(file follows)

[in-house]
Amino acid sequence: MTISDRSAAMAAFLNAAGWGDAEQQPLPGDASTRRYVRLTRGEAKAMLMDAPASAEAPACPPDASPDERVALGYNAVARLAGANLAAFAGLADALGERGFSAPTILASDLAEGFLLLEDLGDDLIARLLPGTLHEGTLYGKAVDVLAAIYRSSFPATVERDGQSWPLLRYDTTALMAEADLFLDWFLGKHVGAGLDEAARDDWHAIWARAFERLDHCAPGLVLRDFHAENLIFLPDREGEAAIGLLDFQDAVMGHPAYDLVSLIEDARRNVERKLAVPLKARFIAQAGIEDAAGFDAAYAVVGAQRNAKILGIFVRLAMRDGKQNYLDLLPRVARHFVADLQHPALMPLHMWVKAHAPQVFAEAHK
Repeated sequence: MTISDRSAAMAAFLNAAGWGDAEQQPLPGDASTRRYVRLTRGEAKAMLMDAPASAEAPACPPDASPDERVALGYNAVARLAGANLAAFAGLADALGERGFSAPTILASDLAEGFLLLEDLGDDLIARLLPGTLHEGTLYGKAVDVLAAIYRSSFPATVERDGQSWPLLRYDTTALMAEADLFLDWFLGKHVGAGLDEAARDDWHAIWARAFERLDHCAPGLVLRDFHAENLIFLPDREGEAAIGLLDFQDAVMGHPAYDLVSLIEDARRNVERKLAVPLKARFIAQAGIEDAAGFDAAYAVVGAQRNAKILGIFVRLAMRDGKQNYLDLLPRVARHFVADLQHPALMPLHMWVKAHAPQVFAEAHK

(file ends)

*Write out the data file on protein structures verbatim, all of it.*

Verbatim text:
[in-house]
Amino acid sequence: MTISDRSAAMAAFLNAAGWGDAEQQPLPGDASTRRYVRLTRGEAKAMLMDAPASAEAPACPPDASPDERVALGYNAVARLAGANLAAFAGLADALGERGFSAPTILASDLAEGFLLLEDLGDDLIARLLPGTLHEGTLYGKAVDVLAAIYRSSFPATVERDGQSWPLLRYDTTALMAEADLFLDWFLGKHVGAGLDEAARDDWHAIWARAFERLDHCAPGLVLRDFHAENLIFLPDREGEAAIGLLDFQDAVMGHPAYDLVSLIEDARRNVERKLAVPLKARFIAQAGIEDAAGFDAAYAVVGAQRNAKILGIFVRLAMRDGKQNYLDLLPRVARHFVADLQHPALMPLHMWVKAHAPQVFAEAHK
Repeated sequence: MTISDRSAAMAAFLNAAGWGDAEQQPLPGDASTRRYVRLTRGEAKAMLMDAPASAEAPACPPDASPDERVALGYNAVARLAGANLAAFAGLADALGERGFSAPTILASDLAEGFLLLEDLGDDLIARLLPGTLHEGTLYGKAVDVLAAIYRSSFPATVERDGQSWPLLRYDTTALMAEADLFLDWFLGKHVGAGLDEAARDDWHAIWARAFERLDHCAPGLVLRDFHAENLIFLPDREGEAAIGLLDFQDAVMGHPAYDLVSLIEDARRNVERKLAVPLKARFIAQAGIEDAAGFDAAYAVVGAQRNAKILGIFVRLAMRDGKQNYLDLLPRVARHFVADLQHPALMPLHMWVKAHAPQVFAEAHK